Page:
Editor: David Reiss
Brooklyn Law School

December 28, 2013

California Court Dismisses Show-Me-the-Note Claim

By Ebube Okoli

The court in deciding Newman v. Bank of N.Y. Mellon, 2013 U.S. Dist. LEXIS 147562 (E.D. Cal. 2013) granted the defendant’s motion and dismissed the complaint.

Plaintiff (Newman) argued that he was not challenging the authorization to foreclose, nor was he requiring defendants to “produce the note.” Rather, he was challenging whether the correct entity is initiating foreclosure. He claimed that BONY did not have the right to enforce the mortgage because it did not own the loan, the note, or the mortgage.

Plaintiff alleged claims for declaratory relief, quasi-contract, California Civil Code § 2923.5, the Fair Debt Collection Practices Act (15 U.S.C. § 1692 et. seq.) (“FDCPA”),California Business & Professions Code § 17200 (“UCL”), and negligence.

Defendants argue that dismissal is appropriate for several reasons. First, Newman could not bring an action to determine whether the person initiating the foreclosure was authorized to do so. Second, Newman’s allegations that the assignments of the deed of trust involved illegible signatures and “robo-signers” were irrelevant. Third, Newman had no standing to challenge any violations of the Pooling and Servicing Agreement (“PSA”).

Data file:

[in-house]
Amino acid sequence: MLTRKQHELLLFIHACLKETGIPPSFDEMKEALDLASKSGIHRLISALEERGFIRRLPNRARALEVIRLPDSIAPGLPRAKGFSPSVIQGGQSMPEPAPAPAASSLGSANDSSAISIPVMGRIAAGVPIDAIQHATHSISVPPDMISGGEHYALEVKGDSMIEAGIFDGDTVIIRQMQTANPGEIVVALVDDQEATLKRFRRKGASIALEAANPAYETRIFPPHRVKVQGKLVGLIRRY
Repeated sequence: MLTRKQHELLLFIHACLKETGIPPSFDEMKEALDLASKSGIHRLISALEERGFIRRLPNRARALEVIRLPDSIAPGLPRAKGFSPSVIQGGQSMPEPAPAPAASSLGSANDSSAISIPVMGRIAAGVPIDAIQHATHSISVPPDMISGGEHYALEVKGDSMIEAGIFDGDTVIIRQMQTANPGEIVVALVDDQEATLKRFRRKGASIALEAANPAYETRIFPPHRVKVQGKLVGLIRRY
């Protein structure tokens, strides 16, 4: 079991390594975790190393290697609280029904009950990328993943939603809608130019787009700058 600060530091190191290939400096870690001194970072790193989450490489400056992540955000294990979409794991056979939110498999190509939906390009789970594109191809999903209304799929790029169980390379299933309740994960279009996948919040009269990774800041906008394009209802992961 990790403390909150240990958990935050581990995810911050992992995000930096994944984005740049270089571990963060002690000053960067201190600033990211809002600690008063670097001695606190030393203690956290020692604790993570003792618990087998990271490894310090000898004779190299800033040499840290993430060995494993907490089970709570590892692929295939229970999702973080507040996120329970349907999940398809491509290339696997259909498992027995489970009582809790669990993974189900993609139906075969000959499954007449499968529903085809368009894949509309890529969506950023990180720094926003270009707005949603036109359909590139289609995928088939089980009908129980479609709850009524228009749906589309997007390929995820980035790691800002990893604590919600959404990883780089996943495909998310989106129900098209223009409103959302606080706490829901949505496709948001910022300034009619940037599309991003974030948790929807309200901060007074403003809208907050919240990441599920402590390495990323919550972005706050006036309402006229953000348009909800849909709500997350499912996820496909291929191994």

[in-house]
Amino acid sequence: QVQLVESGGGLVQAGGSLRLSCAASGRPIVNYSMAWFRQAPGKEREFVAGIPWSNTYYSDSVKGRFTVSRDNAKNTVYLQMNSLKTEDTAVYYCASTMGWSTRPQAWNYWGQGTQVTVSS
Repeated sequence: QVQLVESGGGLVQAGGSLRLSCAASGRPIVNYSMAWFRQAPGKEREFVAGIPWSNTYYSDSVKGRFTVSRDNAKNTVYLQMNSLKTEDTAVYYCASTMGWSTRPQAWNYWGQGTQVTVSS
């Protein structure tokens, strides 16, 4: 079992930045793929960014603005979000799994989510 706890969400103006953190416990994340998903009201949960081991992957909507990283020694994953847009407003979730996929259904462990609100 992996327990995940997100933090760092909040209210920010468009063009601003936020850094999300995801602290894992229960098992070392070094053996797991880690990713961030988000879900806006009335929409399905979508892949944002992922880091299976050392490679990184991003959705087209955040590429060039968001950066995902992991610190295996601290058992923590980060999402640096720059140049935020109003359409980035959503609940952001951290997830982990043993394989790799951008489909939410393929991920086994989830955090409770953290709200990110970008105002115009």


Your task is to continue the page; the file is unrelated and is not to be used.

After reviewing the arguments the court found that the claims for declaratory relief, quasi-contract, under Cal. Civ. Code § 2923.5, and under the Fair Debt Collection Practices Act (FDCPA) failed because any claims that were based on violation of the pooling and servicing agreement were not viable, the borrower was estopped from arguing that the assignment violated the automatic stay, and the allegations of fraudulent assignments were insufficient and implausible.

The negligence claim also failed. The claim under Cal. Bus. & Prof. Code § 17200 (UCL) failed because the complaint did not state a claim for violation of the FDCPA, Cal. Penal Code § 532f(a)(4) could not have formed the basis of a UCL claim, and no violation of the Security First Rule was apparent.

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